PEM

FUEL

CELLS

FOR

TRANSPORTATION

AND

STATIONARY

natural gas reforming costs, will require relatively low cost fuel cell stacks. At Los Alamos, we are experimenting with the scale-up and automated fabrication of the low platinum loading catalyzed membranes based on “thinfilm” catalyst layers [l+]. A recently developed scheme for the automated preparation of lab-scale (areas up to 200cm’) membrane electrode assemblies is depicted in Fig. 1. The fabrication process of applying thin-film catalysts directly to the membrane is computer-controlled and provides high repeatability [ 171. At present, some of our work concentrates on the development of low cost gas diffusion backing, flow-field and bipolar plate materials. We have investigated metalbased hardware components as part of our PEFC stack development for stationary power applications, where the weight density of the stack is not as critical as for transportation applications. One promising stack contiguration is based on the use of stainless steel screens as flow-fields. Researchers elsewhere [18] have reported the use of stainless steel flow-fields with no apparent effects of corrosion after 1000 h of testing. Though the stainless steel element is not in direct contact with the membrane electrolyte, the surface of the metal is exposed to the corresponding humidified gas streams. Therefore, some form of surface treatment may eventually be required to achieve extended long-term stability. lnitial short-term tests of PEFCs based on ultra-low Pt catalyst loadings [l-4] and stainless steel screen flowfields show performance equal to or exceeding that obtained under similar conditions with machined metal flow-fields [17]. The ability to eliminate machining costs of flow-fields by using off-the-shelf metal screens would be advantageous to a stack manufacturer attempting to lower the cost of PEFC stacks. Fig. 2 depicts a polarization curve for a 100 cm’ active area PEFC, employing it Los Alamos MEA with 0.14mg Pt/cm’/electrode and stainless steel screen flow-fields. The screens seem to be effective flow-fields under ordinary PEFC conditions of

mixed gas/liquid gas distribution surface areas.

fabrication

using a computer

GENERATION

APP1.1(‘ATIOK\I

1 I39

(water) feed streams, enabling cffectlve across relatively large electrode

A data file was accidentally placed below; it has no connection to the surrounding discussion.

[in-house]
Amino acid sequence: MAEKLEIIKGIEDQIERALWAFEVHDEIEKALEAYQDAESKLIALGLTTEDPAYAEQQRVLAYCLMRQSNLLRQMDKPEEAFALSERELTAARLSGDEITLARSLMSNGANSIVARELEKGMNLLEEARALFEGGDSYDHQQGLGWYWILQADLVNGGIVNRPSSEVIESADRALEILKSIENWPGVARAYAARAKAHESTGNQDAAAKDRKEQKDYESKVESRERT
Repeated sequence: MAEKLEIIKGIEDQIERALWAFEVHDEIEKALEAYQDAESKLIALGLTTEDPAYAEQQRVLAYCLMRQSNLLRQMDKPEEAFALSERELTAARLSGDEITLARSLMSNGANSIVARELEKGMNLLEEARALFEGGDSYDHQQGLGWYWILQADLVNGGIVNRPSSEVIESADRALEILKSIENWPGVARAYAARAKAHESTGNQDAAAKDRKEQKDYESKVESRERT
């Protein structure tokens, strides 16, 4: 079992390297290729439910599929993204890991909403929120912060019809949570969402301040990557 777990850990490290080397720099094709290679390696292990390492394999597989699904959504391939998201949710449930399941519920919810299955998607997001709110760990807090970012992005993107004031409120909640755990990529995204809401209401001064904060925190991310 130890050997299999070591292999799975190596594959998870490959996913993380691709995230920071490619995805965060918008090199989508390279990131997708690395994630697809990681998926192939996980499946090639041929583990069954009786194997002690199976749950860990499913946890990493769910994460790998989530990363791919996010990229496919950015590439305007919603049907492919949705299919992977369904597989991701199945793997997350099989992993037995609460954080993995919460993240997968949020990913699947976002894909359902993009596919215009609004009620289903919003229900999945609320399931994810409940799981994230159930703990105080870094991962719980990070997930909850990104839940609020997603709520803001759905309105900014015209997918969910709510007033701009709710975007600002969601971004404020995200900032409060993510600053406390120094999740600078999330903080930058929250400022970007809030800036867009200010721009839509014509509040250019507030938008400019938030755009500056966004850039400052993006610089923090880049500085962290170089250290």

Stable PEFC anode operation on a feed stream oi natural gas reformate is a challenging requirement for utilization of PEFCs for stationary power generation. Some of the problems associated with the operation ofPEFCs on realistic fuel feed streams have been addressed recently by operation of PEFCs on methanol reformate. The roughly 1% CO in a methanol reformate can be decreased to about 10 ppm using shift reactors I’ollowed by a preferential oxidation reactor (PROX) utilizing a Pt/alumina catalyst [19]. The sensitivity of the PEFC to such residual levels of CO (10 ppm) is still very significant at the normal operation temperature of 80 ‘C. We have demonstrated the ability to remediate effects of residual CO in the fuel feed stream by bleeding small levels of 0, or air into the anode compartment of the fuel cell 18. 91. There have been recenl indications that others have successfully implemented this approach in PEFC‘ stacks. We have also shown [20] that a Pt--Ru anode catalyst does not catalyze the reverse shift process that generates CO from CO? within the fuel cell anode, but the high level of CO2 in the reformate can still create dilution effects. A combination of (i) shift reactors to lower the roughly 10% CO level of the methane reformate down to about l%, (ii) a PROX reactor upstream of the fuel cell to lower the CO to the I-~10 ppm level. and (iii) limited air bleeding into the anode to eliminate the residual CO effect, could conceivably provide fuel cell performance very nearly equal to that of a neat hydrogen cell. ‘The general system is depicted in Fig. .?a. An overall loss oi fuel caused by the oxidative treatments rn quch 3 cvstcm should not exceed 4%. Several recent efforts with Pt- Ru:(‘ c:~talvq:l\ [?(I I!?]